I had heard a lot of good things about Willow Pond by Carol Tibaldi. On Twitter I saw many tweets about it being a book you had to read. On Amazon, there are mixed reviews, though I only read a couple of them. When I saw the book being offered for free for a limited time on Kindle a little while back, I decided, “Why not?” I enjoy historical romances, usually. They’re ones that I just enjoy picking up and reading through in a couple of days. They usually don’t have a lot of substance, but that’s fine. Sometimes you need fluff in your life, simply to take your mind off things or to give your brain a break between fast-paced, make-you-think thrillers and depressing modern novels that stretch your emotions until they’re sore.
This book, though, wasn’t what I was hoping for. One Amazon customer review seems to sum it all up for me: “Given all the fantastic reviews, one would expect to be transported to the time period, but a few well-placed mentions of vintage product or period celebrities does not a historic novel make. The bones are there, but the execution is not.”
I will put aside my criticisms of the formatting of the ebook, which needed a lot of work, and concentrate on the story itself. I was honestly bored while reading it. It was a struggle to keep plugging away, trying to find something that would keep me reading. The story is about a mother, Laura, whose child is kidnapped. Her ex-husband is a movie star celebrity, and her aunt runs a speakeasy and has ties to the mob. Lots of thrill possibilities there, right? Yet I was bored.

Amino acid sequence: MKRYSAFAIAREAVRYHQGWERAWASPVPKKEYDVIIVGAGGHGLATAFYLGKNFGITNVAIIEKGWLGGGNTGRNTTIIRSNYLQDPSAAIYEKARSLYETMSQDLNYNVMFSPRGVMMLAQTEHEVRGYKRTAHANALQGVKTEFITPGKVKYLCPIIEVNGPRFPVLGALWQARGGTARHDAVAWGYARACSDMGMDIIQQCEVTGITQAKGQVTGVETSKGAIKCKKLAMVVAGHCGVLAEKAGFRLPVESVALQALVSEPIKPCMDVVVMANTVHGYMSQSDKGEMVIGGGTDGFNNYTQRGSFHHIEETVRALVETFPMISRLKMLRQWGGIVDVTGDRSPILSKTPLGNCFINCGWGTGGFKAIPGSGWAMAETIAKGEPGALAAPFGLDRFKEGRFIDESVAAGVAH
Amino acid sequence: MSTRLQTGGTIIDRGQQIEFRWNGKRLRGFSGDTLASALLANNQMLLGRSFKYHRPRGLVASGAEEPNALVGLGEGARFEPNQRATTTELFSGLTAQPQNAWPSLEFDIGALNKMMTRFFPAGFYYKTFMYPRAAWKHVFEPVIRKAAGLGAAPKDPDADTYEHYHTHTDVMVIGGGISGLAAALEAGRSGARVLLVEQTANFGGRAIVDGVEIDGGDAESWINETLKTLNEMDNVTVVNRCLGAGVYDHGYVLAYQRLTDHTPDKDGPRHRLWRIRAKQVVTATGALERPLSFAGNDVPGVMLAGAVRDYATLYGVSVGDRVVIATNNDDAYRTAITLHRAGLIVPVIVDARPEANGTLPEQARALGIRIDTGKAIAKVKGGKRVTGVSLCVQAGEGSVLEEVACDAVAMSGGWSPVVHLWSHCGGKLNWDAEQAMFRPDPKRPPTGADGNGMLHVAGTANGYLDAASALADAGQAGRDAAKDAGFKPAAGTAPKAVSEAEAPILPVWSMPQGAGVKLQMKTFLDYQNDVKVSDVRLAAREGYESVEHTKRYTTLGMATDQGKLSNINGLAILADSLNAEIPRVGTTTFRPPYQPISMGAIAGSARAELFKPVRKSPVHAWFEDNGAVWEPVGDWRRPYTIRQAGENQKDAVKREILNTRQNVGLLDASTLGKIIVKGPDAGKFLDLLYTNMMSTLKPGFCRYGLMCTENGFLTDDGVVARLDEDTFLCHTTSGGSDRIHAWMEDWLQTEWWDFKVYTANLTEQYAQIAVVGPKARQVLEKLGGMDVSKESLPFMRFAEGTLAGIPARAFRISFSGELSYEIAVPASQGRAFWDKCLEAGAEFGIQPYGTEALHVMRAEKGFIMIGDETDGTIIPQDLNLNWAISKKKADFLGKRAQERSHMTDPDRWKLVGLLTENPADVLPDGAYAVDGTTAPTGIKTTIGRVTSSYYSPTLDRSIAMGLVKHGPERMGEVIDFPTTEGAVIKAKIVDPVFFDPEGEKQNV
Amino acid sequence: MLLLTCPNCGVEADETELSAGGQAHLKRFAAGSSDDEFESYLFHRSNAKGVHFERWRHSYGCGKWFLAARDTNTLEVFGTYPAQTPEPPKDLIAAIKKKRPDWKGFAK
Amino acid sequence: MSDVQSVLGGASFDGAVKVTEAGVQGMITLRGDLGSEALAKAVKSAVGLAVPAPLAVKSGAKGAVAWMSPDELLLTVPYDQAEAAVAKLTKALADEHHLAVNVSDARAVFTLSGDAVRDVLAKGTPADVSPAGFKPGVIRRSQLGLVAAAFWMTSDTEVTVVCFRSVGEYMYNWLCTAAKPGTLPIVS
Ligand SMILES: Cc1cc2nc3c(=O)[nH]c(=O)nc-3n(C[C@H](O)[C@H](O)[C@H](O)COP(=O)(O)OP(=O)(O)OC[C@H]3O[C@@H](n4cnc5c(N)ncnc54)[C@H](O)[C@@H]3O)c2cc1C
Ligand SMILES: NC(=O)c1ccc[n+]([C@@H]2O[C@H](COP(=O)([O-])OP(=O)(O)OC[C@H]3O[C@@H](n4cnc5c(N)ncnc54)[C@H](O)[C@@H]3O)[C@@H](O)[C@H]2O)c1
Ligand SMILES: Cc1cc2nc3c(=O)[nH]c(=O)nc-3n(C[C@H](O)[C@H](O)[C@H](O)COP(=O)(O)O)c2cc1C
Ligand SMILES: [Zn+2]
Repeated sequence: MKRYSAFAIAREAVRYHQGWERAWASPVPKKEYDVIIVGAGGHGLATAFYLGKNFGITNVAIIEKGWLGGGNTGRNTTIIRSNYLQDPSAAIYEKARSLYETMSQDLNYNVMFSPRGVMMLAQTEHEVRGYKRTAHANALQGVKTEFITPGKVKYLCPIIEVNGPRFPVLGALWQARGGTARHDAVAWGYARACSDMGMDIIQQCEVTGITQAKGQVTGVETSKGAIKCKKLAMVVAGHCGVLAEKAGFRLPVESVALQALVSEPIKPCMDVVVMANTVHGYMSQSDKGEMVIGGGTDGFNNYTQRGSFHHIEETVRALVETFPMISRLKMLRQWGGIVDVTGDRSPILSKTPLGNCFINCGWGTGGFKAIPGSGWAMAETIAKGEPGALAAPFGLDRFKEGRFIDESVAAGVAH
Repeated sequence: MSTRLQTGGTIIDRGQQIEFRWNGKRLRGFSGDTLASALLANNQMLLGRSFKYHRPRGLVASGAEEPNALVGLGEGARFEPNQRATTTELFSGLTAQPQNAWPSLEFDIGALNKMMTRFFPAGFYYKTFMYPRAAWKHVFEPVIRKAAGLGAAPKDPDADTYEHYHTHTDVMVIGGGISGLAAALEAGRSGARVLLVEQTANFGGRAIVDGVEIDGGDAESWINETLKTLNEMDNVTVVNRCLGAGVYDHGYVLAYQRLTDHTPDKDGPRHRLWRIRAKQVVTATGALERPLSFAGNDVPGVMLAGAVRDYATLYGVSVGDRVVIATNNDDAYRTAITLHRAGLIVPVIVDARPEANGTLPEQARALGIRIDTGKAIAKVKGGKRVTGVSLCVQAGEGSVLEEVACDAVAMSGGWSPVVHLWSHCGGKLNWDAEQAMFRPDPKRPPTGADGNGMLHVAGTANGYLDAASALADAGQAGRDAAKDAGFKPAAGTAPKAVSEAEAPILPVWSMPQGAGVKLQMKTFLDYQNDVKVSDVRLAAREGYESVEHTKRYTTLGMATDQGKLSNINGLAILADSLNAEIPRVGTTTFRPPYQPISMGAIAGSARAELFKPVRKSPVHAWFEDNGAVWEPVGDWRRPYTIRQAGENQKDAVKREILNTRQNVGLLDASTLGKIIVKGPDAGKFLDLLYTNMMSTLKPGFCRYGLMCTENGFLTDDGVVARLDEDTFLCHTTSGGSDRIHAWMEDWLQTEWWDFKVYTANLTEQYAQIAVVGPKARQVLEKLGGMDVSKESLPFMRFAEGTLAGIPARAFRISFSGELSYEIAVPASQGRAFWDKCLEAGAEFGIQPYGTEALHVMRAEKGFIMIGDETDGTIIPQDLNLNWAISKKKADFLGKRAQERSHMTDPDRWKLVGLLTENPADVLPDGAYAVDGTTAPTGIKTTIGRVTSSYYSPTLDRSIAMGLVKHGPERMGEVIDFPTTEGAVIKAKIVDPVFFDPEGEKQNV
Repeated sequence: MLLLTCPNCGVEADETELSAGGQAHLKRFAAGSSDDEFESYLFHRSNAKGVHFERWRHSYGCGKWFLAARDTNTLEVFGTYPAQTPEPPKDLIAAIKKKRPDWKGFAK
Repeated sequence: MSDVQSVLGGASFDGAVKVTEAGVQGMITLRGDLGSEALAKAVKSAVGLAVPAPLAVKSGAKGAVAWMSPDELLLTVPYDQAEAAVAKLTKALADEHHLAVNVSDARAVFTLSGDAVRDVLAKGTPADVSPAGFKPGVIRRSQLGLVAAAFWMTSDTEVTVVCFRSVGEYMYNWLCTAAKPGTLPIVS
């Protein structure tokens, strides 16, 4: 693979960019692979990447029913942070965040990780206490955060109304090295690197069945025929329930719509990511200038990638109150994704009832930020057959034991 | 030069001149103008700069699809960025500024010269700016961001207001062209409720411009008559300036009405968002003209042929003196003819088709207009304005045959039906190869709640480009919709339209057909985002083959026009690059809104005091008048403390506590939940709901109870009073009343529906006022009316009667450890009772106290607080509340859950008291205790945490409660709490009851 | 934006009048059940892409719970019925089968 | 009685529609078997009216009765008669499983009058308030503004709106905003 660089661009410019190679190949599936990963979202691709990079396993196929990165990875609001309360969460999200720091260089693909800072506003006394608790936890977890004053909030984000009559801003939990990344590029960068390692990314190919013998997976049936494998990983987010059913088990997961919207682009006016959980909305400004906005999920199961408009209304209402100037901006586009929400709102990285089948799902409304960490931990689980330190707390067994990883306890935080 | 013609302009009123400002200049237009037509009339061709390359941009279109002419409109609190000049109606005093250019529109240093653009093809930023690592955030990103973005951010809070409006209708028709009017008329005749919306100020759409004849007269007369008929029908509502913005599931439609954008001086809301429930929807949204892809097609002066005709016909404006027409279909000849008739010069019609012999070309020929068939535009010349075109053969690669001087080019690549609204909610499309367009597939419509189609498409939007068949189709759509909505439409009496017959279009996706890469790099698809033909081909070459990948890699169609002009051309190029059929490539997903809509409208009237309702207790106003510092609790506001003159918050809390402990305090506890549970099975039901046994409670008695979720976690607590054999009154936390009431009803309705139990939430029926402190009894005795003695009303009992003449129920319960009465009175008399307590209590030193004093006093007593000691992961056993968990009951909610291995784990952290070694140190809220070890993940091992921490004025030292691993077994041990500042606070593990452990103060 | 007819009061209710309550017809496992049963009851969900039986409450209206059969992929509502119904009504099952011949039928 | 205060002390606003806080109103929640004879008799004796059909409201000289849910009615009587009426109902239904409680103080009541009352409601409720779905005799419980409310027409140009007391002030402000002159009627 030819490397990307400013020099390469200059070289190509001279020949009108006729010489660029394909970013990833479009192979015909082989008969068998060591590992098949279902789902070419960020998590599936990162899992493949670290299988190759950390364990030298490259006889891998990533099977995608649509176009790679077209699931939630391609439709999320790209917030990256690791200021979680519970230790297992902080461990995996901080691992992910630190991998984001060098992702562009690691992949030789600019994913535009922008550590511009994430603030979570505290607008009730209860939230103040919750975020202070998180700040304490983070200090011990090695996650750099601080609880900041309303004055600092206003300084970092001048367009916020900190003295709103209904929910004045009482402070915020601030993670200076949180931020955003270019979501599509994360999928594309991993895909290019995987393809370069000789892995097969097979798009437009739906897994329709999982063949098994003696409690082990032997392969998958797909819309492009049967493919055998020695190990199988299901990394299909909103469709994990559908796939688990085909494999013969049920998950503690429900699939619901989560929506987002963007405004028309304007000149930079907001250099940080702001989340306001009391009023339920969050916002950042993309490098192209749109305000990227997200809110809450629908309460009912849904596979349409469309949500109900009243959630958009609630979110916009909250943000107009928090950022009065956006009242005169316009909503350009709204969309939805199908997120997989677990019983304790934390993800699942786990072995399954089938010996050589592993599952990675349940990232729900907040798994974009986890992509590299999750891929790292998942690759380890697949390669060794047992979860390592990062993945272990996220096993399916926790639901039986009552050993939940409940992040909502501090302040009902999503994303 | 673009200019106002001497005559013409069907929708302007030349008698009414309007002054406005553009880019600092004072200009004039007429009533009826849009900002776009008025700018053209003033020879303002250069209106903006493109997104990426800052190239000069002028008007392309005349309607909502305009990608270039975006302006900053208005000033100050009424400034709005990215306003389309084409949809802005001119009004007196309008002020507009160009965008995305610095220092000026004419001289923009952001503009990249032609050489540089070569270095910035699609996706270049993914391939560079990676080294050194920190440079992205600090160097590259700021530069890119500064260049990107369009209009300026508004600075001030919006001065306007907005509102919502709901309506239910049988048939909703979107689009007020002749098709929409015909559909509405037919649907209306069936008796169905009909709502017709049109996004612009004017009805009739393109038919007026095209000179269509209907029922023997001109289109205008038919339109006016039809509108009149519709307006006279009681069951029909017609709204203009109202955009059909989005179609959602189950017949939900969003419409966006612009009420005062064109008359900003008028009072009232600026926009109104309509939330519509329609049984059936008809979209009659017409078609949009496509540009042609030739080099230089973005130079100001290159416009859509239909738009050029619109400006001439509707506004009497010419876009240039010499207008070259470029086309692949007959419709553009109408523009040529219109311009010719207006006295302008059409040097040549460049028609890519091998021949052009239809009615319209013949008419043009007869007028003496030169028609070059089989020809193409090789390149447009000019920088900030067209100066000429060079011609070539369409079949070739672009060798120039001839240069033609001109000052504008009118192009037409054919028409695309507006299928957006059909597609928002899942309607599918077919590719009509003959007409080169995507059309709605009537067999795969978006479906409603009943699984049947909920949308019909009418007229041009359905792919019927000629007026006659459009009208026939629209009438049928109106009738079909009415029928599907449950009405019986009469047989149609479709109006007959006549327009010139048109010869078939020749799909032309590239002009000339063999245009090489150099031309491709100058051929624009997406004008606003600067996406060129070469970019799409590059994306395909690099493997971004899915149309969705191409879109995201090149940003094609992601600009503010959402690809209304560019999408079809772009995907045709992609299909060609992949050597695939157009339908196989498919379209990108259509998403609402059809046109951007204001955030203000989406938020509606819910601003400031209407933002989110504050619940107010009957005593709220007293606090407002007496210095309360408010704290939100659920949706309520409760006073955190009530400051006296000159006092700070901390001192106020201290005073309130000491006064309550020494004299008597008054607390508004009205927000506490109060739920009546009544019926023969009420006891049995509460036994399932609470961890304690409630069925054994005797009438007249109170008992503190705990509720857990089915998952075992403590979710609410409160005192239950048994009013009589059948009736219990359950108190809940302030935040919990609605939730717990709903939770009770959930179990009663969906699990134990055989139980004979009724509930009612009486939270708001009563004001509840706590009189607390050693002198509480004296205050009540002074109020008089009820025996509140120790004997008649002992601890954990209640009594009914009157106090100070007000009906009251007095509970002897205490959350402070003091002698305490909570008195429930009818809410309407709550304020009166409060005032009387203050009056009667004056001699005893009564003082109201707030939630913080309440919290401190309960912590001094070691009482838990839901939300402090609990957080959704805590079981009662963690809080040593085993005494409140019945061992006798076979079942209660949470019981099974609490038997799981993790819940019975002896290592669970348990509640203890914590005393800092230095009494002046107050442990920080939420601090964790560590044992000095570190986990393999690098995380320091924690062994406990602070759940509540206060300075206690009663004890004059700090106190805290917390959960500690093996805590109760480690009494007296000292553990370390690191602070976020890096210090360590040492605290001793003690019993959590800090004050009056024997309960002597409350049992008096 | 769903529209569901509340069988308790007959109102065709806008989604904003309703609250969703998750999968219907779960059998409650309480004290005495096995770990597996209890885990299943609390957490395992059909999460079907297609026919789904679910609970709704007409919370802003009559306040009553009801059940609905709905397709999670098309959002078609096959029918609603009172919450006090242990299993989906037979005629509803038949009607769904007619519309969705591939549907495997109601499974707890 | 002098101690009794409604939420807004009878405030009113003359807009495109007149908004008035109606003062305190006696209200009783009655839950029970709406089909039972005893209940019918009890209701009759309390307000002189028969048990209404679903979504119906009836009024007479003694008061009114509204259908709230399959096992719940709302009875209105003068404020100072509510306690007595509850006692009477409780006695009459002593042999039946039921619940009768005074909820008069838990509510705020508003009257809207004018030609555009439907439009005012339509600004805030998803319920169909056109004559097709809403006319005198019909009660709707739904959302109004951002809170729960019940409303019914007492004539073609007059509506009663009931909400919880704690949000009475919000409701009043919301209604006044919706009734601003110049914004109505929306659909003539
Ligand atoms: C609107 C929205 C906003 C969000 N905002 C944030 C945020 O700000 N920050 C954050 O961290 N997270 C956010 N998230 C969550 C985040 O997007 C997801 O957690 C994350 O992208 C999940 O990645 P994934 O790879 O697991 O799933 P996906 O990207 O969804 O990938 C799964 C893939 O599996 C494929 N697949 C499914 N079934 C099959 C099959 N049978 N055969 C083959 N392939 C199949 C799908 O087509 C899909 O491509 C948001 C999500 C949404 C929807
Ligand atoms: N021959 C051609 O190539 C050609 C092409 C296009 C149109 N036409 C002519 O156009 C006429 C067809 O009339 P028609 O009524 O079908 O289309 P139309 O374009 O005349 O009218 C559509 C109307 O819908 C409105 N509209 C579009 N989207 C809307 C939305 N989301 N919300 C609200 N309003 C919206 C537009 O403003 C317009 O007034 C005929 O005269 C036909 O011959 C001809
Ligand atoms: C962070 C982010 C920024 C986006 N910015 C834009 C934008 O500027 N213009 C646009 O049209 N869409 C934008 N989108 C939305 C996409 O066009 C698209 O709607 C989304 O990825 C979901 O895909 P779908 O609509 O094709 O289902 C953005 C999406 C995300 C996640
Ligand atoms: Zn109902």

Also, I didn’t believe that Laura was devastated upon losing her child. What mother would go on a date within a couple weeks of losing her child? Maybe it was longer than that, but that’s what it felt like to me. It was as if, well, my child is gone, there isn’t anything I can do, so let’s go find some fun and true love. Really? I couldn’t really feel sympathy for the woman.
I also didn’t believe that it was really set in 1920s and ’30s. There were some problems throughout the book with the setting, where it didn’t read fully as if the characters were from that era. There were some references, but other spots in the book were more modern, and it distracted me.
To sum it up, in all honesty, I don’t think this book had much depth to it. It was fluff to a point where it’s not fun to read. I was disappointed, because there was so much that could have been done with the story line. I think the author has potential, but she needs to do her homework on a time period if she wants it to really be from that era.